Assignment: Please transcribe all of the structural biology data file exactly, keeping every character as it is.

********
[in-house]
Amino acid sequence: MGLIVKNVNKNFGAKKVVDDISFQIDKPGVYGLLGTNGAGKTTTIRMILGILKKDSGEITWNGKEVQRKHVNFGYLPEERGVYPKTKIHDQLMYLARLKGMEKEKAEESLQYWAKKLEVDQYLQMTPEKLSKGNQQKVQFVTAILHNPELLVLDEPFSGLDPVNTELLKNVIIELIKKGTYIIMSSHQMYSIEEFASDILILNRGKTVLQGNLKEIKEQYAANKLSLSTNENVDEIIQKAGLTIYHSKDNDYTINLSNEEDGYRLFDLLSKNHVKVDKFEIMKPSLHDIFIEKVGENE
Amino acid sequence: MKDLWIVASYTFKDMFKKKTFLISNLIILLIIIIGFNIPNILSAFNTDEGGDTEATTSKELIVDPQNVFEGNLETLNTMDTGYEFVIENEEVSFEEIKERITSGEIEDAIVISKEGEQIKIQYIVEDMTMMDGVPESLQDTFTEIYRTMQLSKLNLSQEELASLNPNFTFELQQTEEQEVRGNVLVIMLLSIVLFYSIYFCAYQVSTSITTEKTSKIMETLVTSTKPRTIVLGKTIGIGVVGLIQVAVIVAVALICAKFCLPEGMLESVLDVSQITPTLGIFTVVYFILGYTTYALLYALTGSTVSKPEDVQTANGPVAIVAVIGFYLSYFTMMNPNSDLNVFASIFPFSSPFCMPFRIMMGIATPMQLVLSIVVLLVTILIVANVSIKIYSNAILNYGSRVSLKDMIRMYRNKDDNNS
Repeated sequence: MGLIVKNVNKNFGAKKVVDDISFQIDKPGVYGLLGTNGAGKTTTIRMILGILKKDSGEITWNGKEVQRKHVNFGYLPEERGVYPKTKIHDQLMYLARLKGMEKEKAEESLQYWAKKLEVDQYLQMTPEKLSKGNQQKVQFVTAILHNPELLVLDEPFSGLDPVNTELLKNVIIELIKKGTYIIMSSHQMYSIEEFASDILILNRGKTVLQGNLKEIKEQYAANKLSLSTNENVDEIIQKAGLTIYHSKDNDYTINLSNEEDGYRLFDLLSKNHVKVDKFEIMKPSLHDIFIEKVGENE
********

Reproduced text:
[in-house]
Amino acid sequence: MGLIVKNVNKNFGAKKVVDDISFQIDKPGVYGLLGTNGAGKTTTIRMILGILKKDSGEITWNGKEVQRKHVNFGYLPEERGVYPKTKIHDQLMYLARLKGMEKEKAEESLQYWAKKLEVDQYLQMTPEKLSKGNQQKVQFVTAILHNPELLVLDEPFSGLDPVNTELLKNVIIELIKKGTYIIMSSHQMYSIEEFASDILILNRGKTVLQGNLKEIKEQYAANKLSLSTNENVDEIIQKAGLTIYHSKDNDYTINLSNEEDGYRLFDLLSKNHVKVDKFEIMKPSLHDIFIEKVGENE
Amino acid sequence: MKDLWIVASYTFKDMFKKKTFLISNLIILLIIIIGFNIPNILSAFNTDEGGDTEATTSKELIVDPQNVFEGNLETLNTMDTGYEFVIENEEVSFEEIKERITSGEIEDAIVISKEGEQIKIQYIVEDMTMMDGVPESLQDTFTEIYRTMQLSKLNLSQEELASLNPNFTFELQQTEEQEVRGNVLVIMLLSIVLFYSIYFCAYQVSTSITTEKTSKIMETLVTSTKPRTIVLGKTIGIGVVGLIQVAVIVAVALICAKFCLPEGMLESVLDVSQITPTLGIFTVVYFILGYTTYALLYALTGSTVSKPEDVQTANGPVAIVAVIGFYLSYFTMMNPNSDLNVFASIFPFSSPFCMPFRIMMGIATPMQLVLSIVVLLVTILIVANVSIKIYSNAILNYGSRVSLKDMIRMYRNKDDNNS
Repeated sequence: MGLIVKNVNKNFGAKKVVDDISFQIDKPGVYGLLGTNGAGKTTTIRMILGILKKDSGEITWNGKEVQRKHVNFGYLPEERGVYPKTKIHDQLMYLARLKGMEKEKAEESLQYWAKKLEVDQYLQMTPEKLSKGNQQKVQFVTAILHNPELLVLDEPFSGLDPVNTELLKNVIIELIKKGTYIIMSSHQMYSIEEFASDILILNRGKTVLQGNLKEIKEQYAANKLSLSTNENVDEIIQKAGLTIYHSKDNDYTINLSNEEDGYRLFDLLSKNHVKVDKFEIMKPSLHDIFIEKVGENE